Ensure that your baby receives adequate and supervised tummy time to reduce the risks of getting flat and bald spots on their heads. Offer your baby a clean, dry pacifier at sleep times to help prevent Sudden Unexpected Infant Death (SUID, not to be confused with SIDS), but don't force them to use it. If it falls out while they're sleeping, there's no need to put it back in their mouth. Lastly, it's also recommended to keep a smoke-free zone around your baby.
Safe sleep policy for infants in childcare programs
To ensure that you and your staff safely put babies to sleep at your childcare center, we recommend implementing a strict safe sleep policy for infants. When outlining a safe sleep policy, start off by explaining the ABCs of safe sleep:
- Alone: Babies should always be on their own sleep surface.
- Back: Babies should only be placed on their backs for every sleep.
- Crib: The crib should be empty and free of pillows, blankets, stuffed animals, toys, wipes, and diapers.
You and your staff should familiarize yourselves with these preventive measures. To ensure these procedures are followed, place posters around the childcare center as a reminder of what steps to follow. Also include this information in new hire training and employee handbooks, and conduct annual health and safety training to keep everyone up-to-date on safe sleep policies.
As a childcare provider, be sure to:
- Enforce no-smoking laws and regulations
- Create a safe sleep policy and educate staff
- Provide a space for parents to nurse their infants
- Educate families
- Provide supervised "tummy time" when infants are awake
- Monitor the immunization status of infants
- Practice crib safety
- Follow swaddling recommendations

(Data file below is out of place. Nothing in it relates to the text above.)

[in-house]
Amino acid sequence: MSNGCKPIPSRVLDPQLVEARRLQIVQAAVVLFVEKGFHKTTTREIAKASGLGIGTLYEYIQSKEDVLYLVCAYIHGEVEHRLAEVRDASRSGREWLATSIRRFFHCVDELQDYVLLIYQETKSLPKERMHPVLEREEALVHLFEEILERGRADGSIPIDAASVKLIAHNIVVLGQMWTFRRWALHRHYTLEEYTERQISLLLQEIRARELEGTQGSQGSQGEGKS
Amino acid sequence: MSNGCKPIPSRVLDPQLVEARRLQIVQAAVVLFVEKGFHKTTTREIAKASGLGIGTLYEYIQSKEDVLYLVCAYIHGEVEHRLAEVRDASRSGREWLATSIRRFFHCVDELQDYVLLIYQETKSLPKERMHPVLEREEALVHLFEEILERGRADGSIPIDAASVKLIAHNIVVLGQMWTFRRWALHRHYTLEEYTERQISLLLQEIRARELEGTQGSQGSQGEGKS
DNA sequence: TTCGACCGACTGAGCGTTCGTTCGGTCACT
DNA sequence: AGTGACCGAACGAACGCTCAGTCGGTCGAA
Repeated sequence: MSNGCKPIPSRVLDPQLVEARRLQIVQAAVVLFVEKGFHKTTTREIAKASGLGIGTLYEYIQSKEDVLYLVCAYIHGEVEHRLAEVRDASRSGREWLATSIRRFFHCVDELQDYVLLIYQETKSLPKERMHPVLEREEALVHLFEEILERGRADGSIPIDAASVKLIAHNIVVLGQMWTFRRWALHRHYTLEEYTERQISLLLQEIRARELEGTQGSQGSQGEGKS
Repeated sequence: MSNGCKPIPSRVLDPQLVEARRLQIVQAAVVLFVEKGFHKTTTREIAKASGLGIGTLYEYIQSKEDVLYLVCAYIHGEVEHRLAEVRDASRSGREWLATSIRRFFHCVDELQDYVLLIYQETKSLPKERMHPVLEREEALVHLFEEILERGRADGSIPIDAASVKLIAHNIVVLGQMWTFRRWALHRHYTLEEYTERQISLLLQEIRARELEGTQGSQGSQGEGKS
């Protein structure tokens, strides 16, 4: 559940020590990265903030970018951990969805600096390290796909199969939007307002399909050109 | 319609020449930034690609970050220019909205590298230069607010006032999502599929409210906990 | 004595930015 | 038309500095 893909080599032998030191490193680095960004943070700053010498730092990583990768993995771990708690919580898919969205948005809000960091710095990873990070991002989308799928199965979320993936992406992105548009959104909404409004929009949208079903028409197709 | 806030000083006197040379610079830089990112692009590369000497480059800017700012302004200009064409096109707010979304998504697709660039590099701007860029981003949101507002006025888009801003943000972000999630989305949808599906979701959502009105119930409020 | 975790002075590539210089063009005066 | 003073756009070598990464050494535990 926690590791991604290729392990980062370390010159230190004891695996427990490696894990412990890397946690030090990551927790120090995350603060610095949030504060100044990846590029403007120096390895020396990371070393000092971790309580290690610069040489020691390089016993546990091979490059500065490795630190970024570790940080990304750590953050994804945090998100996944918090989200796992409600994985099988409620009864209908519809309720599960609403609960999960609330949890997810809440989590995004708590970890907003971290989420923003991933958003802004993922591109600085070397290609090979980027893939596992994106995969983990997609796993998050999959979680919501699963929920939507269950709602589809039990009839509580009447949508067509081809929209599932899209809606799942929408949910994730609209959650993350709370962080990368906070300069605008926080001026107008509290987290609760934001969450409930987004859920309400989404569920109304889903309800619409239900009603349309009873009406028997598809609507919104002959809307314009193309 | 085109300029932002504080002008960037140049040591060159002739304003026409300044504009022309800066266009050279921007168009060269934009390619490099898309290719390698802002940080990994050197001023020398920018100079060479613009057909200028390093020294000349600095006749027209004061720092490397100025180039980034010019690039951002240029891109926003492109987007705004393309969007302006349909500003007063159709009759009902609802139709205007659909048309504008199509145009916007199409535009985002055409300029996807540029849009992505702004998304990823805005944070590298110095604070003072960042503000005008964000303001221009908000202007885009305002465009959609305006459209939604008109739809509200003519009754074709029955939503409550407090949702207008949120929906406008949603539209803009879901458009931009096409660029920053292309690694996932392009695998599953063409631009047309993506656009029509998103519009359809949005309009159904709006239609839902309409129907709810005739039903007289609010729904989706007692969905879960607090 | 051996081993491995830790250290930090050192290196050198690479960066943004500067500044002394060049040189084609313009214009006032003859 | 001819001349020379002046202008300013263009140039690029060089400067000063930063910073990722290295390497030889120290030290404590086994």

When parents enroll their children in your care, give them handouts on what safe sleep policies are used at your center to reassure them that their children are properly and safely cared for. The California Childcare Health Program's safe sleep policy document is a good example of a handout that can be placed around the facility and given to parents. It's helpful in training staff, reminding them of best practices, and educating new parents on policies to implement at home for the safety of their children.
When you train new staff, develop a strong onboarding plan for your newest team members that provides a complete overview of your center's safe sleep policy. Download our staff onboarding checklist to ensure a smooth onboarding process.
Safe sleep aids
Sleep aids are defined as objects (including a child's own body parts) that can help facilitate sleep in a child's sleeping environment without the assistance of their parent, caregiver, or childcare provider. And while it's recommended to avoid placing any items in an infant's crib, safe sleep aids specifically can help promote a quality sleeping environment, such as:
- Breathable crib mattresses
- White noise machines
- Mattress pads
- Skin-to-skin contact
Provide sweet dreams with safe sleep best practices
Now that we've covered safe sleep, you can put these guidelines and recommendations in place at your center. Be sure to provide your staff with the proper training and follow these recommendations to keep the children in your care safe and healthy. Also, stay up-to-date on changing recommendations that can impact children's safety and sleeping habits at your center.